The Elizabethan era is generally understood to coincide with the blossoming of English language – it was the age of Shakespeare, Sidney, and Marlowe. Yet it is known also as a period of brutality and repression: saying or writing anything against the state, the queen, or its governors might result in hanging, fines, or the loss of limbs. Defaming neighbours could and frequently did result in a day in court, with slander emerging as a byword for unacceptable speech and writing.
Academic interest has long been divided into studies which focus on the power relations underpinning literary production, the ways in which authorities sought to suppress and censor transgressive material, or the role slander played in religious polemic. This book will explore the legal backdrop which helped and hindered the production and curtailment of slanderous and seditious material across multiple sites. In so doing, it will seek to uncover exactly how slander and sedition were defined, regulated, punished, and, ultimately, negotiated by those who grappled over control of discourse.
Through examination of the legal, theatrical, and religious conditions of the age of Elizabeth, this study will provide an explanation of the rise of the flagrantly slanderous political discourses of the seventeenth century.
Slander and sedition intersected with drama in a number of interesting ways. As in our introduction to the law courts, it is worth considering a number of them.
Each of the above find expression in the records, which suggests that any understanding of how drama and slander operated must perforce be multifaceted. It is unlikely that any single model of how the two operated can account for every scenario.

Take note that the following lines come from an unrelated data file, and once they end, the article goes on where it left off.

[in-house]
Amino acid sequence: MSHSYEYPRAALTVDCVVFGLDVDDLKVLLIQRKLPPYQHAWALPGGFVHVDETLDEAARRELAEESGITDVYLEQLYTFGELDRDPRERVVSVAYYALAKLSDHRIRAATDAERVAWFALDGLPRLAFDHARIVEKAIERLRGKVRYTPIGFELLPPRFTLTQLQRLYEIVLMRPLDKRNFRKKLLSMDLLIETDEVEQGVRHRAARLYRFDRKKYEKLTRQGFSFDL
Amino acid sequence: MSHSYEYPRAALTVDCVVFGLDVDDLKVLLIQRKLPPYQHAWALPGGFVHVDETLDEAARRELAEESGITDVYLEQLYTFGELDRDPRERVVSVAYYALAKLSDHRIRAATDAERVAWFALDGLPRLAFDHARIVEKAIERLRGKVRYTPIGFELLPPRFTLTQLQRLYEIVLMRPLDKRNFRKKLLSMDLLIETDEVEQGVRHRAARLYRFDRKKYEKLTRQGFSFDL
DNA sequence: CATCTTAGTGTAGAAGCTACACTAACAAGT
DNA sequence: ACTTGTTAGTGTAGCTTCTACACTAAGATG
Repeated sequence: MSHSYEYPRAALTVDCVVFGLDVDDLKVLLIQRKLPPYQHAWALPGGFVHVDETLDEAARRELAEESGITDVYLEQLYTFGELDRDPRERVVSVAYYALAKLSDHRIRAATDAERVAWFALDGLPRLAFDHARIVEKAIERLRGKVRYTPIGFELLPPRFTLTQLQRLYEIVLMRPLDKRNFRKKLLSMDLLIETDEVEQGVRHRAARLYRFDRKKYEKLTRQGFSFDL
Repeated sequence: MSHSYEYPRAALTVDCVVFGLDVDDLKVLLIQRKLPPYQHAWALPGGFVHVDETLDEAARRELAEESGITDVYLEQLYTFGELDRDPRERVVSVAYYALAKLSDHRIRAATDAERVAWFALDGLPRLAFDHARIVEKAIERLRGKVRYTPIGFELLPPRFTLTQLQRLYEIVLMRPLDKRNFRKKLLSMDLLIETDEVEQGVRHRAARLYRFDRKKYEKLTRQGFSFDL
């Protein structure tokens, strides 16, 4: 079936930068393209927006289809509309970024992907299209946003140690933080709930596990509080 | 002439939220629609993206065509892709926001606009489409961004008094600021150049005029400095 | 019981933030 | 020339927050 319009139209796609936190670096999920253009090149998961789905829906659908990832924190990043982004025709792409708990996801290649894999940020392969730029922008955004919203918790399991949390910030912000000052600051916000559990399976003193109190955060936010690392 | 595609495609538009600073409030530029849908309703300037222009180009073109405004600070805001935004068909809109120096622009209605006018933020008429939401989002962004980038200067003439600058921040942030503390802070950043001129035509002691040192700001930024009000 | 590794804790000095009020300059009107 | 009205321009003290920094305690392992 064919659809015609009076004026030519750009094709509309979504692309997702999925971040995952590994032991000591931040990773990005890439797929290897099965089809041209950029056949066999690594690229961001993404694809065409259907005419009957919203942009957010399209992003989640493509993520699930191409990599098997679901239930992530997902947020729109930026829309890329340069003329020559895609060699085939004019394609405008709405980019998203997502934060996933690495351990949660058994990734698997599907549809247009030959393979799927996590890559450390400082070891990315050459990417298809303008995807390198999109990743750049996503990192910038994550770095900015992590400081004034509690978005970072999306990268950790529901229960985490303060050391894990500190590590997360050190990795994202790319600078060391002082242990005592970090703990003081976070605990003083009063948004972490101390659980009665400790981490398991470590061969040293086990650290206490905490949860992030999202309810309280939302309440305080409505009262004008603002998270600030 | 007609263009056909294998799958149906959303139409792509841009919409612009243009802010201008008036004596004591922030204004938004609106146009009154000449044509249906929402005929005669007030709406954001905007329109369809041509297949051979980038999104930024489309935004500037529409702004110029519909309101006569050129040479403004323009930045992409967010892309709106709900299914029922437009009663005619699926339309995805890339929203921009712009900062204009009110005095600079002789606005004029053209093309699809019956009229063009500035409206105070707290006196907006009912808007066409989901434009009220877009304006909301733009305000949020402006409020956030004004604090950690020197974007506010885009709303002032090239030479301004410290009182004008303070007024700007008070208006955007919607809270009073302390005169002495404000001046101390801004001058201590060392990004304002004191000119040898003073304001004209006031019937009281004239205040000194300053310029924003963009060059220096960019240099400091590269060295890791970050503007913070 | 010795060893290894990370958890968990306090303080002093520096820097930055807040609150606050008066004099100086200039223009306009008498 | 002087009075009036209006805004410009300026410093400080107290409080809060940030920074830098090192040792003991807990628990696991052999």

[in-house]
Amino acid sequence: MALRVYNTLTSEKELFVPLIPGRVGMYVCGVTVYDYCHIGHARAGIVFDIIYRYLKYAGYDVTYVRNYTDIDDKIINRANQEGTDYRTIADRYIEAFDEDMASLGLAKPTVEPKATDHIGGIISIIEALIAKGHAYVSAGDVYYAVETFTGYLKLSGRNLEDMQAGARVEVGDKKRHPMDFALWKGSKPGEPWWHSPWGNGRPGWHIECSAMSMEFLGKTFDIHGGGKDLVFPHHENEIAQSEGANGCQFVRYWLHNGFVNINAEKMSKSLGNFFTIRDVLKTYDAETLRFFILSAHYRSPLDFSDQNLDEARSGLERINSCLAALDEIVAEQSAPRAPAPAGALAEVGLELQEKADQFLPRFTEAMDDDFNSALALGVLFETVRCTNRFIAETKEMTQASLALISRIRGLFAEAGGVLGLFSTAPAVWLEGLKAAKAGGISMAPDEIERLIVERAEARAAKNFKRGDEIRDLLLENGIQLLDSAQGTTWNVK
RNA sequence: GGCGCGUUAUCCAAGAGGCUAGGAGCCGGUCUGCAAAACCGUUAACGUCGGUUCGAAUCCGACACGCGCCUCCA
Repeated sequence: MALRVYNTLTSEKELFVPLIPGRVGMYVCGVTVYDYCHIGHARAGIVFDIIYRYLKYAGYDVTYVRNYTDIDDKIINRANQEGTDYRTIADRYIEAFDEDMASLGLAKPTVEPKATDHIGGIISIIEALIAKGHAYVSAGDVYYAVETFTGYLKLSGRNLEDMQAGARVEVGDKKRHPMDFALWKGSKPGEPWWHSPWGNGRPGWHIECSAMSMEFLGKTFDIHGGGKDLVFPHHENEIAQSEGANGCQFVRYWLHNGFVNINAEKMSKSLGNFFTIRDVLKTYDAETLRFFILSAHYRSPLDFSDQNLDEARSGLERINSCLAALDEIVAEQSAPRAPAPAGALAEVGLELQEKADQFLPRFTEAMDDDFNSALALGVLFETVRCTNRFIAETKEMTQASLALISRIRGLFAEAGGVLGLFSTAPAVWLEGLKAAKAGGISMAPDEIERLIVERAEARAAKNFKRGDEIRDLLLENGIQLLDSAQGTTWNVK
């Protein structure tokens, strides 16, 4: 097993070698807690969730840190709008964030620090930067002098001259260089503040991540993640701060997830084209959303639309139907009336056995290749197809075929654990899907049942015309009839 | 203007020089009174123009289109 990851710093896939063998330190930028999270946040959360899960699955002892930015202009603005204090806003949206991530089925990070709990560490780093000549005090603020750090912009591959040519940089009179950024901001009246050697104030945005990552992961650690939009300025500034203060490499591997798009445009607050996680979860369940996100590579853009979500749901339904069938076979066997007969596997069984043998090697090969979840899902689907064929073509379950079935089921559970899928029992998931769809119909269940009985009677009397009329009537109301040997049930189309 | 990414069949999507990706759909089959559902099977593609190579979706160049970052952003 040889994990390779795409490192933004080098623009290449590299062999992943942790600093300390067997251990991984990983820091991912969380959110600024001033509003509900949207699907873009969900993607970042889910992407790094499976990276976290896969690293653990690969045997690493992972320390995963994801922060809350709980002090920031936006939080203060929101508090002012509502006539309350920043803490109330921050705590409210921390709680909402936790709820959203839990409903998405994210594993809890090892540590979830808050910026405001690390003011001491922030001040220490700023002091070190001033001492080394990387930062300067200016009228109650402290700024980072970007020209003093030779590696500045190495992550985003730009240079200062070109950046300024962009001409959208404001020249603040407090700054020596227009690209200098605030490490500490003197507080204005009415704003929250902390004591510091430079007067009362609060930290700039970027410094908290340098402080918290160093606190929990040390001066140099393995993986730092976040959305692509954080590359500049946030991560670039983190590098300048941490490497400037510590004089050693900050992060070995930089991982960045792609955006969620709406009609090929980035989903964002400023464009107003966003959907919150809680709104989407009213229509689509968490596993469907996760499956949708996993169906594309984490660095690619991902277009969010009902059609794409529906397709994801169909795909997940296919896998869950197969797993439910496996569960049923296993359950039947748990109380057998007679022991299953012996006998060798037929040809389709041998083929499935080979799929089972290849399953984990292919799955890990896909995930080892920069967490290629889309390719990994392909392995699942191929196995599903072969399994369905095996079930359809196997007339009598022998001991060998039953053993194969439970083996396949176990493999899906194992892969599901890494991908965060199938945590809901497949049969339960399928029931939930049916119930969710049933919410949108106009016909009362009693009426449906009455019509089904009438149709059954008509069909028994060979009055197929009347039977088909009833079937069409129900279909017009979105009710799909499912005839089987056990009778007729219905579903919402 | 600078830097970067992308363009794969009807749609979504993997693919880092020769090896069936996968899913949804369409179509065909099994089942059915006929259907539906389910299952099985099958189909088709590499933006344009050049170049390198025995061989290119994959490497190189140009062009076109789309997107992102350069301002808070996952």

Given the high number of slander and defamation suits in the early modern law courts, and the strategies commonly employed amongst both litigants and lawmen in condemning and defending libellous language, it is no surprise that the politically charged arena of the stage – bolstered as it was by the dramatic output of the Inns of Court – was intertwined with legal developments. Both the felonies and tort of slander, in handwritten, spoken, and printed forms were public dramas played out with remarkable frequency in the law courts. It is therefore understandable that the dramatic possibilities of slanderers’ actions provided material suitable irresistible to writers.
Perhaps the most commonly analysed intersection of early modern drama and slanderous discourse is that recognised by M. Lindsay Kaplan in her Culture of Slander in Early Modern England: that is, the role of the state censor in suppressing and editing plays. Certainly, this seems to be a well-trodden path in the academic study of theatrical defamation. In his overview of recent study in the area, Andrew Hadfield recognises the ‘productive and...
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